Similarly, make the best use of everyone's time by removing all your clothes from the dryer and then folding them — that's why there are folding tables.
Here's a secret to banishing wrinkles from your laundry: Don't wash or dry so many articles of clothing per load.
If you pack so many clothes into the washer or dryer that those clothes spin as a large, cohesive ball rather than tumbling as individual articles of clothing, you're at — or over — the load capacity of that machine. (Sound familiar?) Split that load into two and you'll not only avoid wrinkles, you'll also have cleaner clothes.
Clothes need a little breathing room to move around in the washer, and without that space, each and every garment may not get the agitation and rinsing that it should. Overloading also contributes to the likelihood that your clothes may become damaged during the cycle as they become twisted and wadded up.
The same rule of space goes for the dryer. Shake each garment before you add it to the dryer, not only to untangle clothing (and release hidden socks) but to help reduce wrinkles. The added bonus of keeping your dryer loads small: Not only will your clothes dry more evenly, but they'll also dry more efficiently.
The two most common laundry headaches both involve overloading the washer, either with too many clothes or with too much detergent. We just covered clothing overload, so now let's talk about suds.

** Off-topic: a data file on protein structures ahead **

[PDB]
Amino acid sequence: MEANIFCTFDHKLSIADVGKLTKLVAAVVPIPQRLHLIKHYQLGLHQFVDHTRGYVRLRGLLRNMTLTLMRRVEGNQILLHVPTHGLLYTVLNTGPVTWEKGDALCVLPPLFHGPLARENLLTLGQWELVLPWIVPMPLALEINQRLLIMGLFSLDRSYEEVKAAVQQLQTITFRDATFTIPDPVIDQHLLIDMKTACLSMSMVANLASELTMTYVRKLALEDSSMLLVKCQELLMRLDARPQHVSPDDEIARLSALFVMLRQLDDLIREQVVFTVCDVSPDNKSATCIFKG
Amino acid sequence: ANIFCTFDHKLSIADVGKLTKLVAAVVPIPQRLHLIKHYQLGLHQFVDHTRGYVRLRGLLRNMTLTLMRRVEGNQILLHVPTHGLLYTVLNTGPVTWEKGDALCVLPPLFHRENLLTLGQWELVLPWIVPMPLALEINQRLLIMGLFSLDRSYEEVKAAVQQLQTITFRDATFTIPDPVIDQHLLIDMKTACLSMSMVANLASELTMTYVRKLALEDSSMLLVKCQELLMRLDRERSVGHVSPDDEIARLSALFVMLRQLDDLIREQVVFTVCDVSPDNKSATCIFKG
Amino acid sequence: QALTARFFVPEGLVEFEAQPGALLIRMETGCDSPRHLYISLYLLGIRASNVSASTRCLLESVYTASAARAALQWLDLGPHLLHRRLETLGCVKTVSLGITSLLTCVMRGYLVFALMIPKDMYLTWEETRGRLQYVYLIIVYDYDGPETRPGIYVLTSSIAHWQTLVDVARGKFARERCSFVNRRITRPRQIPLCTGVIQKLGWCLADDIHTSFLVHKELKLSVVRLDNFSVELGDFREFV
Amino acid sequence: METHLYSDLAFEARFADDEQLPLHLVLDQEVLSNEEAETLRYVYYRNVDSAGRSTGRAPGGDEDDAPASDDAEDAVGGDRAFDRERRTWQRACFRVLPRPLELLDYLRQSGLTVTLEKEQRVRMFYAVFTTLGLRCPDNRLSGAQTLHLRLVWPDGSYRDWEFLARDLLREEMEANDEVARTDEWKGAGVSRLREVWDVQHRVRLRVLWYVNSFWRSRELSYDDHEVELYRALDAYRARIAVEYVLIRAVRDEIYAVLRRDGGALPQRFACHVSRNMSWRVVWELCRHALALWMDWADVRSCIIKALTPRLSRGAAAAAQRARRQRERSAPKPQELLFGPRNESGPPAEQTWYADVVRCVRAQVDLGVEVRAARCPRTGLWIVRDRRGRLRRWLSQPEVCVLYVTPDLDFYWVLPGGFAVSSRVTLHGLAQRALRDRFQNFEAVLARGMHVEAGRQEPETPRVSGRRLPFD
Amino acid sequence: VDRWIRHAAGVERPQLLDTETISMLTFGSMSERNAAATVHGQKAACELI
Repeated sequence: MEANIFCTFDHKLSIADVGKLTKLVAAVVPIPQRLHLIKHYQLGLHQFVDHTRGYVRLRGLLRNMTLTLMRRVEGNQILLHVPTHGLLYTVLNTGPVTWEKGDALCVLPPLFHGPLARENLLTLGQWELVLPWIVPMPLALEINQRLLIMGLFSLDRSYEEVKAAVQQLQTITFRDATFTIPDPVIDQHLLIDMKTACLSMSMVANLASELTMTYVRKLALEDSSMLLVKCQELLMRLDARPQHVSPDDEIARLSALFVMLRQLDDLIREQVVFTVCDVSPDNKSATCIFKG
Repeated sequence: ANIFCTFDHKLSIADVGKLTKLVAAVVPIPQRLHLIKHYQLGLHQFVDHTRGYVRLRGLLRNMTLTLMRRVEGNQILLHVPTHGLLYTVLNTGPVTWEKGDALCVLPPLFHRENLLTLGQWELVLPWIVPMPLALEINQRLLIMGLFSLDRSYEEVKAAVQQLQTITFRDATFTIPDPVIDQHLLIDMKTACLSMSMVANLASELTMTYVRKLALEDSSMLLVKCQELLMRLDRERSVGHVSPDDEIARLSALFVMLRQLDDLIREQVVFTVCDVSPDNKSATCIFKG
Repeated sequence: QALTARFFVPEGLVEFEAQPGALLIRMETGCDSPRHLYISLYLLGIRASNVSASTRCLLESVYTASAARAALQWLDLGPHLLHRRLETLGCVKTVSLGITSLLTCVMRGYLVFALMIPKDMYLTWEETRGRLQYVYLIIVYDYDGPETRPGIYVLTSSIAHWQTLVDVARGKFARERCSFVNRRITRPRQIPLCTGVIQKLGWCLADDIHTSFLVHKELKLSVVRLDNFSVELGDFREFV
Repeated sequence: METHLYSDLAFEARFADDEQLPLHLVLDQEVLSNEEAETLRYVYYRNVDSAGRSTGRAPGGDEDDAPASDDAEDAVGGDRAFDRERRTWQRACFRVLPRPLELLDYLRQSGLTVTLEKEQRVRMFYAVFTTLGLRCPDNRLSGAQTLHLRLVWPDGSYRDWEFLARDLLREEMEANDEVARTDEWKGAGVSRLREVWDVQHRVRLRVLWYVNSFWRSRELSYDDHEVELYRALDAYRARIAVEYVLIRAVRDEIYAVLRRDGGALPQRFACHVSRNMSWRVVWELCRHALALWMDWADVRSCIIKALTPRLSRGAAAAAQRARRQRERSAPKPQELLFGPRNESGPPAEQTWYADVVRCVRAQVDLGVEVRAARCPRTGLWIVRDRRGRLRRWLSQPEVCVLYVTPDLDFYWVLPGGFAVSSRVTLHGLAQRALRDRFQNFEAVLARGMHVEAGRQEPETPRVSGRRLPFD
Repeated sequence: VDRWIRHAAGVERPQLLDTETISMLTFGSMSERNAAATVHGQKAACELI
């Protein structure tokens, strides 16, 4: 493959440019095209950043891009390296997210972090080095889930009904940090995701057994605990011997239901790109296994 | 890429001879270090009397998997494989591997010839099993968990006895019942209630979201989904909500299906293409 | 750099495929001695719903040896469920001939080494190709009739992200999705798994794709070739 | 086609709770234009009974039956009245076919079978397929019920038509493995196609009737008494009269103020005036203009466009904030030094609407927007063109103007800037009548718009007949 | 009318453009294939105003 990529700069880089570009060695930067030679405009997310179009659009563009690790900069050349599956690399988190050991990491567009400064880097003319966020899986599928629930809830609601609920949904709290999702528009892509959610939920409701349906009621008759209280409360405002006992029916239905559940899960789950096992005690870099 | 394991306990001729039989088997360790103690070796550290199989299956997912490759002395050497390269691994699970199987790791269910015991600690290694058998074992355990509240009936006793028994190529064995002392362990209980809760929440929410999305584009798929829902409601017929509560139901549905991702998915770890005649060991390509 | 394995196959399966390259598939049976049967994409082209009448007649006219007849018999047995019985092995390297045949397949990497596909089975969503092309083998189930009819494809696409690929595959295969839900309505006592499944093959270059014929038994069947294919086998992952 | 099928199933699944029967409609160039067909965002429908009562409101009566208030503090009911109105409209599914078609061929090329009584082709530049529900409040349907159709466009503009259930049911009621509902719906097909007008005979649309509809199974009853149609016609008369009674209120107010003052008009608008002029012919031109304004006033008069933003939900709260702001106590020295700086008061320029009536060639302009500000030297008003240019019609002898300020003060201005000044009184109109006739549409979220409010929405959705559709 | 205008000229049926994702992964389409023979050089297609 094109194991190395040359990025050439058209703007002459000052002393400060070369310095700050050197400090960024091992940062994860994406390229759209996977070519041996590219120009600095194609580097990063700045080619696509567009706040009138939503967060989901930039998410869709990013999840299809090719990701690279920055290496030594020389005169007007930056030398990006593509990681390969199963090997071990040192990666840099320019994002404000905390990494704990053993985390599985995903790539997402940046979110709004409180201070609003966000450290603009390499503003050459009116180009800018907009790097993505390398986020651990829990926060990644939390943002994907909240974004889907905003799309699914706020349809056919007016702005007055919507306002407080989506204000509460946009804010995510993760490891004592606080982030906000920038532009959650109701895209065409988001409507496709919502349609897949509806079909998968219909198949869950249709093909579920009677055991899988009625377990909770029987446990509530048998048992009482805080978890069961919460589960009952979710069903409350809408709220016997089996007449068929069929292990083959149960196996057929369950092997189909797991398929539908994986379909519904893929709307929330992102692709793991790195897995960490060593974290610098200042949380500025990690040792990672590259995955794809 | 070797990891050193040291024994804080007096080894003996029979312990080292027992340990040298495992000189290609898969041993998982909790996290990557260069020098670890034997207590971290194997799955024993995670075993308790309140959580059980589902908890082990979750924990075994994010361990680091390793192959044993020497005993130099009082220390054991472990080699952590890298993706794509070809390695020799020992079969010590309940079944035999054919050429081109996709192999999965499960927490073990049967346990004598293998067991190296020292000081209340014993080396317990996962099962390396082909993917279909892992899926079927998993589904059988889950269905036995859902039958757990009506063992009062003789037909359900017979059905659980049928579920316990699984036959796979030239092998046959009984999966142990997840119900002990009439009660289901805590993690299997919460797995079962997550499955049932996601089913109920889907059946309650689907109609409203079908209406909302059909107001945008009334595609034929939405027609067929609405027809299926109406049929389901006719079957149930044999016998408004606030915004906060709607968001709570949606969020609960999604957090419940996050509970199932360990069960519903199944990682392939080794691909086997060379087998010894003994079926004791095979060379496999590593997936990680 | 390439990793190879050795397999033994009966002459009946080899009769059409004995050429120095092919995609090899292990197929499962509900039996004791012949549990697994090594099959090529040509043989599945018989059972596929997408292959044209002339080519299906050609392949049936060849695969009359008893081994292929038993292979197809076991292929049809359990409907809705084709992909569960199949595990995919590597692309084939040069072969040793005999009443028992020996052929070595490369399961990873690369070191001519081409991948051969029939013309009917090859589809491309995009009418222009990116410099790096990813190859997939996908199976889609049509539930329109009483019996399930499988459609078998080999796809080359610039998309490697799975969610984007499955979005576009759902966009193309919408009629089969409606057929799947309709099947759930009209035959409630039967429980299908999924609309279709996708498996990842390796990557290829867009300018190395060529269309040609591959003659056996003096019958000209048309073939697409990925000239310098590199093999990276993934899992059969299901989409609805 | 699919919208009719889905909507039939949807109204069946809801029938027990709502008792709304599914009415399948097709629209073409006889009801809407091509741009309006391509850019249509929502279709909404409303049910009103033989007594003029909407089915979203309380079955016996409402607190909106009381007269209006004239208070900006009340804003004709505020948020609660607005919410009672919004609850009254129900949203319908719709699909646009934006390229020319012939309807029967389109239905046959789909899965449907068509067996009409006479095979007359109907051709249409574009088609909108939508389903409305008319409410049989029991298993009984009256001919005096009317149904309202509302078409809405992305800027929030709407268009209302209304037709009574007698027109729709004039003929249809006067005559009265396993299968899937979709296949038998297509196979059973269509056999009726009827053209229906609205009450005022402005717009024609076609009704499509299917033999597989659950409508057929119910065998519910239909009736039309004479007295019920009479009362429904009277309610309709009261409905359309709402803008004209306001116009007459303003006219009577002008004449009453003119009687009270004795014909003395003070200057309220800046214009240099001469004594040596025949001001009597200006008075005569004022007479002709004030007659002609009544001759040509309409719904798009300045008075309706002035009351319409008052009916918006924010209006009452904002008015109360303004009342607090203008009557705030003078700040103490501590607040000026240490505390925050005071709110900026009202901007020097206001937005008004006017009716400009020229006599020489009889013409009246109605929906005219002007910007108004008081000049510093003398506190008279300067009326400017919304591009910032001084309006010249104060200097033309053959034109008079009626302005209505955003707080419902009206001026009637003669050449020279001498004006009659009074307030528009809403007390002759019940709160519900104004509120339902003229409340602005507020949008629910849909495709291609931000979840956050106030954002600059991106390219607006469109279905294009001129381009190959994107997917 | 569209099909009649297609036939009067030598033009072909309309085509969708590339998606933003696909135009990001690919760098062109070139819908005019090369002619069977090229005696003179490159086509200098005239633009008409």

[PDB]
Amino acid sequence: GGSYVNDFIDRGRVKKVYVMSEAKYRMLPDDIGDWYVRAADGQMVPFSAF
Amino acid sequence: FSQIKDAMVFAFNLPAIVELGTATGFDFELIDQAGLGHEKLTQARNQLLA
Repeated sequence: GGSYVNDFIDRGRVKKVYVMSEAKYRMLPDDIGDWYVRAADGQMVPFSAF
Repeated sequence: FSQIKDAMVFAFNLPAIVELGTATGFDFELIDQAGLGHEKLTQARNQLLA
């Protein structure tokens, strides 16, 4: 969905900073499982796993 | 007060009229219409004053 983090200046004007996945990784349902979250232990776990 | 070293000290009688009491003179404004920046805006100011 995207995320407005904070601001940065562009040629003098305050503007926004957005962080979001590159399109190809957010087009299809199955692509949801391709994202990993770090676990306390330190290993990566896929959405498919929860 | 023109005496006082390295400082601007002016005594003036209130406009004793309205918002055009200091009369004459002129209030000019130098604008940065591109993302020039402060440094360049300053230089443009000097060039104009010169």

Method Products Inc. found more than half (53 percent) of us aren't using the right amount of laundry detergent per load. While some pour until the liquid reaches the fill line and others just eyeball it, we're more likely to err on a surplus measurement than a scant one [source: Byron]. It seems so obvious: The more soap you use, the cleaner your clothes will be. Except that's not actually the truth. As it turns out, you need water but you don't necessarily need laundry detergent. The washer's agitation is often powerful enough to clean your clothes [source: Byron]. Too much laundry detergent in a washer load can actually lead to soapy residue on your clothing. The problem arises because too much soap makes too much foamy water, and any bacteria and dirt that is washed out of the clothes as they're cleaned ends up suspended in the suds, and then coating your clothes as they're rinsed.